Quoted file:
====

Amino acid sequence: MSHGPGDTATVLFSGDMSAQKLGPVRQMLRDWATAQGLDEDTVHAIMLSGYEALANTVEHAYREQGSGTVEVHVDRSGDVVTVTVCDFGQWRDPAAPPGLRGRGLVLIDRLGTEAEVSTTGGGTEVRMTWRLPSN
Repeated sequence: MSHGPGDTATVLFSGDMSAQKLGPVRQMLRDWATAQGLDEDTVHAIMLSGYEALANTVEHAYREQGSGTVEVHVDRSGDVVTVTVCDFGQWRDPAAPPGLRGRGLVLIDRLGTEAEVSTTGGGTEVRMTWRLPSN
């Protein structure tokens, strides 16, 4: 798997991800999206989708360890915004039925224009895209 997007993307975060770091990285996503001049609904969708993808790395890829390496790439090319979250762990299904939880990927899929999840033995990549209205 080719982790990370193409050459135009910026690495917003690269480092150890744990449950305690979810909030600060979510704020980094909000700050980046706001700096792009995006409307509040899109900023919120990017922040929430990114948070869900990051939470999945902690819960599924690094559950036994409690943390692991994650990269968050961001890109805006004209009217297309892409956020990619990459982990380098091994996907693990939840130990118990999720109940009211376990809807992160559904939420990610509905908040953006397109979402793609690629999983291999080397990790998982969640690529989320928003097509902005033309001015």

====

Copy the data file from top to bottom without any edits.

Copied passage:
Amino acid sequence: MSHGPGDTATVLFSGDMSAQKLGPVRQMLRDWATAQGLDEDTVHAIMLSGYEALANTVEHAYREQGSGTVEVHVDRSGDVVTVTVCDFGQWRDPAAPPGLRGRGLVLIDRLGTEAEVSTTGGGTEVRMTWRLPSN
Repeated sequence: MSHGPGDTATVLFSGDMSAQKLGPVRQMLRDWATAQGLDEDTVHAIMLSGYEALANTVEHAYREQGSGTVEVHVDRSGDVVTVTVCDFGQWRDPAAPPGLRGRGLVLIDRLGTEAEVSTTGGGTEVRMTWRLPSN
């Protein structure tokens, strides 16, 4: 798997991800999206989708360890915004039925224009895209 997007993307975060770091990285996503001049609904969708993808790395890829390496790439090319979250762990299904939880990927899929999840033995990549209205 080719982790990370193409050459135009910026690495917003690269480092150890744990449950305690979810909030600060979510704020980094909000700050980046706001700096792009995006409307509040899109900023919120990017922040929430990114948070869900990051939470999945902690819960599924690094559950036994409690943390692991994650990269968050961001890109805006004209009217297309892409956020990619990459982990380098091994996907693990939840130990118990999720109940009211376990809807992160559904939420990610509905908040953006397109979402793609690629999983291999080397990790998982969640690529989320928003097509902005033309001015």